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Seaweed: ‘Adventurous’ and a $6.4 billion industry

Kai Ryssdal Jan 21, 2015
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Seaweed: ‘Adventurous’ and a $6.4 billion industry

Kai Ryssdal Jan 21, 2015
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If someone mentions “edible seaweed,” the first thing that often comes to mind is the sushi nori that holds a California roll together. And in fact, East Asia is one of the world’s largest consumers of seaweed.

Over time, seaweed’s global presence expanded to other parts of the world, and it has become a $6.39 billion farming industry worldwide – a move that hardly surprises Paul Dobbins, president of Ocean Approved, the first commercial kelp farm in the U.S.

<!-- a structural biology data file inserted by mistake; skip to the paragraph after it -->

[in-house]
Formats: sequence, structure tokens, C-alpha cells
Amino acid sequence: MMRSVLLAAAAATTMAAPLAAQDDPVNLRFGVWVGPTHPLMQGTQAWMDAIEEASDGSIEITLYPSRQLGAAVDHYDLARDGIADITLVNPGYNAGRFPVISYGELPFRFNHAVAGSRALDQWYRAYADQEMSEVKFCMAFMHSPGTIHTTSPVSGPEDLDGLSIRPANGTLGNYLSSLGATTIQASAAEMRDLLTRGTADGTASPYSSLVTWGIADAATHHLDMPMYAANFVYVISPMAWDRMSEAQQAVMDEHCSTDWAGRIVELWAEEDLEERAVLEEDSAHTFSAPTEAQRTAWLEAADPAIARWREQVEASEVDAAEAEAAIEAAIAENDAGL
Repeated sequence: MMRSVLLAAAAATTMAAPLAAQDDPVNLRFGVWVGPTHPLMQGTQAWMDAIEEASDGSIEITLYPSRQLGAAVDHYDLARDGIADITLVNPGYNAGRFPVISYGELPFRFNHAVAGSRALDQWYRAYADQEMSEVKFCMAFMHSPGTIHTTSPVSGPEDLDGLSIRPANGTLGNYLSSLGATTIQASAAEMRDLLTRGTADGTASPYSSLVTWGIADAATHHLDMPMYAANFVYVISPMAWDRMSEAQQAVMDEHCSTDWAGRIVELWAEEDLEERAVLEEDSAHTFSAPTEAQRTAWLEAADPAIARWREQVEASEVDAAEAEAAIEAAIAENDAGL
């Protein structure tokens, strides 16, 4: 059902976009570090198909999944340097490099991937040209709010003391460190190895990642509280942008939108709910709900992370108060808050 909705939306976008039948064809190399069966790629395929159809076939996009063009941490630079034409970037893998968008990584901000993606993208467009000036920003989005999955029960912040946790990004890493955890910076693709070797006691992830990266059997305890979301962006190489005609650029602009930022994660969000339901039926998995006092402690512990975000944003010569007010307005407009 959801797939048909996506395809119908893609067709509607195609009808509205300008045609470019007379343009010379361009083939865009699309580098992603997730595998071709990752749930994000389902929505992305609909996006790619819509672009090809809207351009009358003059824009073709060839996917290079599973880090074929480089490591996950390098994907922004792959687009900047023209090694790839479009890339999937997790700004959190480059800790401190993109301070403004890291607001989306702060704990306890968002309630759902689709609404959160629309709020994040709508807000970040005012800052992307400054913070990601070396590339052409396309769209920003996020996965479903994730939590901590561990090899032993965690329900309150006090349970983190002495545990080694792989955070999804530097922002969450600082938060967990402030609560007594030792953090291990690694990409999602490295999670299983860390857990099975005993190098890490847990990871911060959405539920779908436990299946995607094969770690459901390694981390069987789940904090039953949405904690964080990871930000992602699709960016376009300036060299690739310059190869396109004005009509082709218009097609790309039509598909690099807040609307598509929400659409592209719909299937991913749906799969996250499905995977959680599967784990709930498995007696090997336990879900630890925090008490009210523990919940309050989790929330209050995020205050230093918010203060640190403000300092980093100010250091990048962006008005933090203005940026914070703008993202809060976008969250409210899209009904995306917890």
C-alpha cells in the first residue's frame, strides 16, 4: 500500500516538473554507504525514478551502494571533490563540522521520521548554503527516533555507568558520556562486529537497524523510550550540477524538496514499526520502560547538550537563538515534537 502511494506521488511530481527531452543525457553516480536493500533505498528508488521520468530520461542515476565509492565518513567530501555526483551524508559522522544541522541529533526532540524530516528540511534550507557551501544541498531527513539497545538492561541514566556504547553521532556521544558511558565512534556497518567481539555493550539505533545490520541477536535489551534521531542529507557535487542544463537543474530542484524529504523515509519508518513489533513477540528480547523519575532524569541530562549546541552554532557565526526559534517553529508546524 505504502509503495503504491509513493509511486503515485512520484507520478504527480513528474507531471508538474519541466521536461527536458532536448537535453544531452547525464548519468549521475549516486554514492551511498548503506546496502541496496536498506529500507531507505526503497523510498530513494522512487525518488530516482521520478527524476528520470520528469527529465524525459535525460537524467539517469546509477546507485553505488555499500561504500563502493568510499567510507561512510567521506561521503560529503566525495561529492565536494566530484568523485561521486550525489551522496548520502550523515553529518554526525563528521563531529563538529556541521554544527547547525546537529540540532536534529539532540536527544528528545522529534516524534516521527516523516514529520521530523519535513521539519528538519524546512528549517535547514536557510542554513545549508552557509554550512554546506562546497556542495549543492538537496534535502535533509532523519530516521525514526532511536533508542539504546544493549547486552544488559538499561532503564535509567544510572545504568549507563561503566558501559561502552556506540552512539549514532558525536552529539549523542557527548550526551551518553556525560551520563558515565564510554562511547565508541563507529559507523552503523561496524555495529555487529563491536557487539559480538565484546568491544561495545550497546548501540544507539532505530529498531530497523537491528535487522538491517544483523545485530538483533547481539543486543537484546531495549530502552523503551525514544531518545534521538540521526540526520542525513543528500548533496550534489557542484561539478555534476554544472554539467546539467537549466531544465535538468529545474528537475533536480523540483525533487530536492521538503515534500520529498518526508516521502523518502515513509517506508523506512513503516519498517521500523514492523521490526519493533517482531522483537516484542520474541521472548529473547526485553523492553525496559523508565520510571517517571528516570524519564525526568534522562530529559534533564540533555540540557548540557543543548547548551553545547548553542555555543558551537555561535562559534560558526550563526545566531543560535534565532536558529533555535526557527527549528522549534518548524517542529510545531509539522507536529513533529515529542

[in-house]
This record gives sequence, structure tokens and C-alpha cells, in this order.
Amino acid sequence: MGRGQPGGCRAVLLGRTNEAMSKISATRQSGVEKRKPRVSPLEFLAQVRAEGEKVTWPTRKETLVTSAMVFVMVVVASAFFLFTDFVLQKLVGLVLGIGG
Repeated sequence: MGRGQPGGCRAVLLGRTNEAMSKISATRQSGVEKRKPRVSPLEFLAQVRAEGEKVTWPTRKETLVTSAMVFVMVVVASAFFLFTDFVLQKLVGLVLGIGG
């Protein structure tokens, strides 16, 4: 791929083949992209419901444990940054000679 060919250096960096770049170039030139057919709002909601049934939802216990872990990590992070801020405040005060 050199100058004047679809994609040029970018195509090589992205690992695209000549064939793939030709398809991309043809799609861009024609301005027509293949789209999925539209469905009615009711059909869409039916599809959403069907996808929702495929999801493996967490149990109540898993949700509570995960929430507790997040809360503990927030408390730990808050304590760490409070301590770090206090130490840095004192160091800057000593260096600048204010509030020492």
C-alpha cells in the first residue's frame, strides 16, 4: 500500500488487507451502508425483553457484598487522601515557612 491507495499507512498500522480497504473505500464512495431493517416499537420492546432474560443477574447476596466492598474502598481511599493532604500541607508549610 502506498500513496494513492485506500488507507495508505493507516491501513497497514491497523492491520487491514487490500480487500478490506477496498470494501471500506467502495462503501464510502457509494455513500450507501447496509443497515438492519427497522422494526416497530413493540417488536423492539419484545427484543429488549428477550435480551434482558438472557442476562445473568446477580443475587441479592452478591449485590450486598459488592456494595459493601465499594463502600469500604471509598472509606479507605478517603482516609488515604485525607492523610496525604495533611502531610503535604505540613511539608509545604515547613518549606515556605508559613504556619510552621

“We saw the level of consumption of seaweed globally and realized it was only a matter of time before it started to be reintroduced into our country,” he says. “Seaweed was eaten by our indigenous population before the colonists came along. When my great-grandmother in Newfoundland was a little girl, they would eat seaweed in the winter as a way to get your green nutrition at a time when there weren’t any green plants available.”

Dobbins says he holds a significant share of the seaweed market in high schools and colleges, as demand for healthier dietary options continues to grow.

“It’s an adventurous food. It’s not something they were probably served when they were really young,” he says.

As for Dobbins’ favorite way to eat seaweed? Tossed in with scrambled eggs, shrimp, and cheese, not terribly unlike an omelet.

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